James Cook University Hospital in Middlesbrough could be in line for a major £ 350million expansion with the addition of two new regional centers, the Local Democracy Reporting Service can reveal.
Bosses believe the plans, which focus on maternity and pediatric services and major trauma and intensive care, would provide ‘fit for purpose’ facilities and keep pace with the high levels of specialized and complex care already on offer. on the Marton Road site.
They won all-party support from Middlesbrough MP Andy McDonald of Labor and Conservative Simon Clarke, who represents Middlesbrough South and East Cleveland.
Read more: For more information on the James Cook Hospital, click here
An “expression of interest” was submitted to the government as part of a selection process that began in July to build eight new hospitals.
The government aims to build 40 new hospitals in total by 2030 in what it claims to be the ‘biggest hospital building program in a generation’, backed by an initial investment of £ 3.7 billion .
The South Tees Hospitals NHS Foundation Trust is seeking £ 350million to establish the Erimus Teesside and North Yorkshire Center for Women and Children, which would also include a regional cochlear implant center.
A second center, potentially built at the southwest corner of the James Cook site, would focus on major trauma and intensive care and also support cancer and other specialist services.
Rob Harrison, Managing Director of the South Tees Trust, said: “These plans would provide buildings to meet the needs of the services already provided to James Cook.”
James Cook University Hospital already offers more than 40 different specialties, two-thirds of which provide care not only to patients in Middlesbrough, but across Teesside, North Yorkshire and the wider region.
A regional trauma center was established in 2013 and receives 47% of all trauma cases in the Northeast, enabling patients to receive specialist and rehabilitation services in one location through emergency medicine, intensive care, radiology, neurosurgery, neuroradiology, orthopedics, surgical teams, cardiothoracic, spinal trauma, plastic surgery and maxillofacial surgery.
But a spokesperson for the trust said there was an “investment case” in a new construction center.
He said, for example, that the hospital’s radiology department, which diagnoses and monitors a range of illnesses and conditions from fractures to blood clots and gastrointestinal conditions, was built when plain film x-rays were used as the main diagnostic tool.
“These used machines no bigger than a filing cabinet, now the MRI and CT machines we use are the same size as a family car,” the spokesperson said.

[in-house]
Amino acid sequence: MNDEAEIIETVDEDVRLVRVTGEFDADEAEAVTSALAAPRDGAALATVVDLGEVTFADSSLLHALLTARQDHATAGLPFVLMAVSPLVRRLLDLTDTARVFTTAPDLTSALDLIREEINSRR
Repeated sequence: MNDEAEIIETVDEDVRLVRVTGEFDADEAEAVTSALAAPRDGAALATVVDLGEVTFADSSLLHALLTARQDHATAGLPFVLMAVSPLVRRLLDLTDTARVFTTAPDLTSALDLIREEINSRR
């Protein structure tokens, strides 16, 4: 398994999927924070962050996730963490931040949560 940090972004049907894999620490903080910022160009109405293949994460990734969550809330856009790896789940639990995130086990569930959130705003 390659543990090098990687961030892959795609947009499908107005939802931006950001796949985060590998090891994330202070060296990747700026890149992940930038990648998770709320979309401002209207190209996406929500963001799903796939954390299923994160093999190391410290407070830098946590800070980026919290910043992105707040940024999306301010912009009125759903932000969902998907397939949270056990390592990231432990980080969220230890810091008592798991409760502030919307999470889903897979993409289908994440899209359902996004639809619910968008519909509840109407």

He added that the hospital’s current maternity ward, which is over 40 years old and would be replaced as part of the plans, had grown too large for its current home to such an extent that the neonatal unit was housed in a modular building. temporary.
The spokesperson said: “The covid-19 pandemic has shown once again that our clinicians are among the best in the country.
“However, James Cook’s facilities – bricks and mortar – haven’t always kept pace.
“A successful bid under the £ 350million health infrastructure plan would allow the physical infrastructure to catch up with the high levels of specialist and complex care already provided to James Cook.”
Mr. McDonald of Labor said: “It is imperative that the James Cook Hospital receives this investment.
“It is important for our local communities and the region as a whole to enable its buildings to catch up with the highly specialized care provided by its clinicians.
“The hospital is a specialized regional tertiary care, cancer and trauma center that serves patients across our region and needs buildings suitable for the vitally important care it provides.
Conservative Clarke added: “I am always in favor of new investments at James Cook.
“This is an excellent hospital that serves our entire region very well and has exceptional facilities.
“I look forward to working with the hospital as they develop this offer and present it to the government. “
The selection process will prioritize service plans that ‘transform joint care for people and provide an efficient working environment for NHS staff’, as well as ‘stronger and greener’ NHS buildings that use modern construction methods as well as a durable and efficient design.
The next step after expressions of interest will see hospital program projects submitted by “long-listed” trusts later in the year.
A final decision on the eight hospital plans to be funded is expected by the spring of next year.
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